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How and Why You Should Recruit a Christmas Choir

How and Why You Should Recruit a Christmas Choir

By Steve Reed, Steve Reed on September 20, 2016

It may not feel or look anything remotely close to Christmas outside, but there is something in the air that brings back that ol’ “It’s after Labor Day, better get ready for Christmas” feeling. A season enjoyed by some, dreaded by others, but necessary for any who are involved with music in the life of a Church. At All About Worship we are here to help you navigate your way through the challenges and on to a successful season of Christmas cheer and high fives from your Pastor.

First up is how and why you should recruit a choir. So let’s begin with why.

  1. It looks, sounds, and feels like Christmas: Blame it on Hollywood Producers if you want, but we all have an iconic image of choirs at Christmas lodged into our brain that actually began at the birth of Jesus with choirs of angels. It’s Biblical and it satisfies the itch.
     
  2. It gets people involved…at a temporary level: Pastors are supernaturally driven to see the gifts of their people developed. Most worship leaders are concerned about letting people on the team who are may not be the best at singing or those whose abilities are an unknown. The solution is a Christmas Choir. A chance to let people be a part of something in a group setting where voices are blended and there is no promise of further involvement. A win-win situation.
     
  3. Talent scouting: Through the process of rehearsals you will have an opportunity to audition people without having an audition. While you may find some who don’t sing very well, you will also find some diamonds in the rough. People who you didn’t know could sing. Once identified, if you want, ask them to be a part of the regular team.
     
  4. It Boosts Attendance: More people involved means more people will show up for the special service. (Also a great reason to include a Children’s choir in your plans as well)
     
  5. It’s Fun: Gatherings are a big part of Christmas and it can be a lot of fun. Have people bring snacks and let there be an element of social time.

Ok so now you’re motivated to do it. But now ‘the how’ comes to the forefront so here are some tips:

  1. Decide if you’re a recruit/plan or a plan/recruit: If you have a specific piece of music you want to do, it might determine the kind of voices that you are looking for. Thus changing how you will recruit. For example a men’s number will obviously not include the ladies. It might also be that the piece is complicated or that you only have sheet music so a certain level of knowledge or skill is required to participate. However you can also recruit and see whom you get. Then adjust your plan accordingly.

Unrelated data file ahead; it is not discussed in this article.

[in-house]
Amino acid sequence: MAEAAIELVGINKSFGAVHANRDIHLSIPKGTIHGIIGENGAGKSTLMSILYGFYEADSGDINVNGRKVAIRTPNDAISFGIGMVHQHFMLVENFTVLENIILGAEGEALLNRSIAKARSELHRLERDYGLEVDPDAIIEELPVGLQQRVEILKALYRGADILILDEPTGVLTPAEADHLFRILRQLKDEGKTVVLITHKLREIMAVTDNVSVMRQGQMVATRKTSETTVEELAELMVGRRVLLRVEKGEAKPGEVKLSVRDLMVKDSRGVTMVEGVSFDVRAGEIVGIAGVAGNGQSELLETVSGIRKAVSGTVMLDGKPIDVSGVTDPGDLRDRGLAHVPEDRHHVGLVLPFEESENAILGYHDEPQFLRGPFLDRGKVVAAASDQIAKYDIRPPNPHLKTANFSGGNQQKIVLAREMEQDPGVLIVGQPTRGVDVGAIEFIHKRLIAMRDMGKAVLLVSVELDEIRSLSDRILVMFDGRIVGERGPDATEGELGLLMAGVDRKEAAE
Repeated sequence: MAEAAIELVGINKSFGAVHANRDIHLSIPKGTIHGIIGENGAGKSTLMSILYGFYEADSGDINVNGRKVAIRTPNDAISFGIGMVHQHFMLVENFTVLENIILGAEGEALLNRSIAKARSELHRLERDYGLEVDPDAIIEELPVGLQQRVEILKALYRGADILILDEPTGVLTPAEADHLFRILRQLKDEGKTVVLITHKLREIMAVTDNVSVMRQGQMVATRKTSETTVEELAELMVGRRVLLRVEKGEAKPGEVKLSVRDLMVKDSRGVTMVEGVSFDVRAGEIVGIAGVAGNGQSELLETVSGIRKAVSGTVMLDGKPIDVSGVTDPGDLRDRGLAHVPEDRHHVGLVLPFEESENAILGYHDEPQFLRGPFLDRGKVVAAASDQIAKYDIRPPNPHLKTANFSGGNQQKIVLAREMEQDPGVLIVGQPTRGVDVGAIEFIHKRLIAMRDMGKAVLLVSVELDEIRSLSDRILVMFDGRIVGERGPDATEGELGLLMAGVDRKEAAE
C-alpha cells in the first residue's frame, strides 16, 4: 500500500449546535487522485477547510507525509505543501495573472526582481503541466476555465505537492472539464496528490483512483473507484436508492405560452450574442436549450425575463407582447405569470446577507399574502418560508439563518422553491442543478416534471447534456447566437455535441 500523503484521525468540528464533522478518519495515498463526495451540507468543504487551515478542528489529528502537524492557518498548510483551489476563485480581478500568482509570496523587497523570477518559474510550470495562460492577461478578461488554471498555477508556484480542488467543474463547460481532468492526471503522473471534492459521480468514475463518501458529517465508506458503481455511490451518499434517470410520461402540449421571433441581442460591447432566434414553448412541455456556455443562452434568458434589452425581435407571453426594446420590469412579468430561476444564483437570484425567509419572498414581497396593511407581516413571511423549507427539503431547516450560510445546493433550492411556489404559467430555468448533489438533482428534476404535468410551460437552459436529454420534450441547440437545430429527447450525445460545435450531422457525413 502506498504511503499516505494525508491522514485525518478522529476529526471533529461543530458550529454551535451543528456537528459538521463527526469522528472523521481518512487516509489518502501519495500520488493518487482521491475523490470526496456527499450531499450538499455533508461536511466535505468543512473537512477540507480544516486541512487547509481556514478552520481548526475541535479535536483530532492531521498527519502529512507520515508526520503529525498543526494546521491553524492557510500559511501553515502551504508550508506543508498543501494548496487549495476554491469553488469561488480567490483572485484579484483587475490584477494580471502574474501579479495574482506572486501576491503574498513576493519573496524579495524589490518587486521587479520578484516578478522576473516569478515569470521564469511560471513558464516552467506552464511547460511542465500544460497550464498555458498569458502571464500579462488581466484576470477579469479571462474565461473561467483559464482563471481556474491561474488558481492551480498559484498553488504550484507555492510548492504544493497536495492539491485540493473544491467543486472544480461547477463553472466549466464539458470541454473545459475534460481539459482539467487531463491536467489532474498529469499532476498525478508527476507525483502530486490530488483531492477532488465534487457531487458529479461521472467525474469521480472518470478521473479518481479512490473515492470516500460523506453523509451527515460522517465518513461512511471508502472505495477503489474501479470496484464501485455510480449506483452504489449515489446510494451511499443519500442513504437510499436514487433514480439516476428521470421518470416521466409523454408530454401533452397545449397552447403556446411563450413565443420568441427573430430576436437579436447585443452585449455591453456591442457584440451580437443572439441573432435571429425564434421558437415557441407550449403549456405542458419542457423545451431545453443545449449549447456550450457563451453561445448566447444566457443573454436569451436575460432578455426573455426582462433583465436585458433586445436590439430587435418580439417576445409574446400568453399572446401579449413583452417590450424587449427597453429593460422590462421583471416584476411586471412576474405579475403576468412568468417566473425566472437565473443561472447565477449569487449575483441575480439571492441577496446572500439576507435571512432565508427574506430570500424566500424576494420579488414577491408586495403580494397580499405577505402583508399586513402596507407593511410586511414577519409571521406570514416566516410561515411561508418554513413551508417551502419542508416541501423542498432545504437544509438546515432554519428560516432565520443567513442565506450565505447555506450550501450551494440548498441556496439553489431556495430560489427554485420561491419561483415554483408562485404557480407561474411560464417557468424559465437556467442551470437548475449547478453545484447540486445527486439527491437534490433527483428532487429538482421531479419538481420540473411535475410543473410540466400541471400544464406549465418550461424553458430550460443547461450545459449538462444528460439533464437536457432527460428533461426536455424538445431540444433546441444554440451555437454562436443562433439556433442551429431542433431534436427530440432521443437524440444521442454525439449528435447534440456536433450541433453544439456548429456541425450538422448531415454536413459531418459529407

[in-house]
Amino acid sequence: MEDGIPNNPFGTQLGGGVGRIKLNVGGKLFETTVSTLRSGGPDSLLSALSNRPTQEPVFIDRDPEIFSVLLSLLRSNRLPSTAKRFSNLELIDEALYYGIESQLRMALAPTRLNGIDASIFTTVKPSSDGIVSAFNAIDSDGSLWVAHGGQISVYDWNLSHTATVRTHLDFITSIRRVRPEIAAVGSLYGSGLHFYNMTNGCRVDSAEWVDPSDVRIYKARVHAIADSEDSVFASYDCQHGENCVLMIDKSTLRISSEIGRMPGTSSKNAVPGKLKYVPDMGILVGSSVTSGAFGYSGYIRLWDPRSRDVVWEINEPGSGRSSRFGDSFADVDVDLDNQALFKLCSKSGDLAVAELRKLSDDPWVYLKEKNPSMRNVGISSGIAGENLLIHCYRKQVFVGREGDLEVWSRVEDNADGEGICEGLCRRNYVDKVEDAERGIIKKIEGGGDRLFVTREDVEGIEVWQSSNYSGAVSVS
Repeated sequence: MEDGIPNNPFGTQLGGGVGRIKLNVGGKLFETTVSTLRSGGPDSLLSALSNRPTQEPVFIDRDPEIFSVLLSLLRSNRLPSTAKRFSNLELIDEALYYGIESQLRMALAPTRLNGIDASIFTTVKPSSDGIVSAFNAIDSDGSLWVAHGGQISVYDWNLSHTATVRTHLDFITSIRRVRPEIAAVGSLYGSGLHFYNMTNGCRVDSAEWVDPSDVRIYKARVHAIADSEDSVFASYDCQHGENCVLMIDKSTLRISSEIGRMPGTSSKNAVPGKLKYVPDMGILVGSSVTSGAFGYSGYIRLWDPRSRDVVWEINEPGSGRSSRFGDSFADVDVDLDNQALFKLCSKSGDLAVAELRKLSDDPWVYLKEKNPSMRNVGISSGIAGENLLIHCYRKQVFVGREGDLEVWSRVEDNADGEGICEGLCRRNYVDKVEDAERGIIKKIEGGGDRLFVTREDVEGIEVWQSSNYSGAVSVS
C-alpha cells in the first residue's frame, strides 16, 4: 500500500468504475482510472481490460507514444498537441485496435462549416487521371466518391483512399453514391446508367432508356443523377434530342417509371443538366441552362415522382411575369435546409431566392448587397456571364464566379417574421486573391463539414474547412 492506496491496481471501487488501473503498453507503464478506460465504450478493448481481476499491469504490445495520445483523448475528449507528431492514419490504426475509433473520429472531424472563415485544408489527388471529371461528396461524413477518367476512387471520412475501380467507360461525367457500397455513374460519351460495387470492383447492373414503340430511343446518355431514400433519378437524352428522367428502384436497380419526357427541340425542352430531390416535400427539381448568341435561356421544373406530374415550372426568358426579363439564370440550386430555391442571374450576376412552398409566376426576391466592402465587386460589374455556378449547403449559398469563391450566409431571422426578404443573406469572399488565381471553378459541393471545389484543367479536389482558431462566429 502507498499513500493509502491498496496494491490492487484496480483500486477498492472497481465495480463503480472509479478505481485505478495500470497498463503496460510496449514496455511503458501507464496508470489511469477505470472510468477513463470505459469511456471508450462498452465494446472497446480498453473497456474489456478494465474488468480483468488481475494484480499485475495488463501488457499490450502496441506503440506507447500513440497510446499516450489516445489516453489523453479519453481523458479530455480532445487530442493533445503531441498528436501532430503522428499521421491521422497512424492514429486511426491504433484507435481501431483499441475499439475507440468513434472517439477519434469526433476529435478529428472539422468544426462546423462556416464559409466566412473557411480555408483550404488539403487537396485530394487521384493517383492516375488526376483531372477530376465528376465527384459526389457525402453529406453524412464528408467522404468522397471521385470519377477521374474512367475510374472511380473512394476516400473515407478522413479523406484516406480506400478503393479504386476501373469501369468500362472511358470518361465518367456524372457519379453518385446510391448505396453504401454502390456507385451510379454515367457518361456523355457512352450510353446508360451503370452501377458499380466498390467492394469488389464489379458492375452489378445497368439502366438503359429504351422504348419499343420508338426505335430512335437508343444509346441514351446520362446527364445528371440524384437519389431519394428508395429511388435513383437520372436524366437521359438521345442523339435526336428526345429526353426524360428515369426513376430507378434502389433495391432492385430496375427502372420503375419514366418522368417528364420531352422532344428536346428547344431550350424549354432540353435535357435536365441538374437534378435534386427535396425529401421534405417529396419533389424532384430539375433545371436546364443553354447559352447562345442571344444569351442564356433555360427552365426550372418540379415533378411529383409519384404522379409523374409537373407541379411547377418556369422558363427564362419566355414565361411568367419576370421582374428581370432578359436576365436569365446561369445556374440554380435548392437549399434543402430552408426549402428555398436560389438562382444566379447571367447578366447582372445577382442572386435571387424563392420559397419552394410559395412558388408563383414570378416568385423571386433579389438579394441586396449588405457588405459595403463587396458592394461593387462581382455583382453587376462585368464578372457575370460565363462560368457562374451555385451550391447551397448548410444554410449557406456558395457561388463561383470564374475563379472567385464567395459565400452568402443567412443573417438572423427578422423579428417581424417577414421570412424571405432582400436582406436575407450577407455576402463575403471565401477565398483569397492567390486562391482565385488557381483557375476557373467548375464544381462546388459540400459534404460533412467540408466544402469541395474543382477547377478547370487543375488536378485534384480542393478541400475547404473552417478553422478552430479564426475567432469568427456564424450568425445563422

2. Determine the Qualifications and Commitment: Make a list of the requirements for participation. Make sure to think about Age, Gender, Ability, Part they Sing, and whether they need to attend your church. You will also want to be able to communicate when rehearsals and events are.
     
  3. Ask the Traditional Ways: When it comes to asking for participation most people immediately turn to the bulletin or ask for time during the announcements. A sign up table in foyer or/and a web based sign up form can add some names.
     
  4. Ask the Non-Traditional Ways: Have your pastor or announcement person ask the congregation for a show of hands of who has ever been in choir.  Take a moment and look around as these are prime targets for recruitment. If you feel comfortable in doing so, put a little social pressure on these people from the stage to participate.

    While the above mentioned methods are good, hands down the best way to recruit is to ask personally. But who to ask? And more specifically what to ask? The best way is to ask anyone, “Do you know anyone who sings?” or “Do you know anyone who was ever in choir?” That’s when people will tell on their friends and neighbors. Giving you the opportunity to approach that person and say, “I heard you used to be in choir?” and then ask them to be a part of the group.
     
  5. Have the next step determined: Make it easy to do and clear to understand what to do next. Do they need to fill out a form or just show up at this place on this date?

    I would recommend getting people to put their name to something as it can have a higher level of cementing their decision. People are more likely to come if they have signed up rather than if they can decide later if they are coming or not.
     

Hopefully you have inspiration and motivation surging through your veins at this very moment for an amazing Christmas season. In the coming weeks through articles and podcasts we will be discussing what to sing, how to teach people their parts even if they can’t read music, and where to find those resources. But for now, get started because it’s almost the middle of September and time is running out.



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Steve Reed

Steve Reed

Steve Reed

Steve Reed

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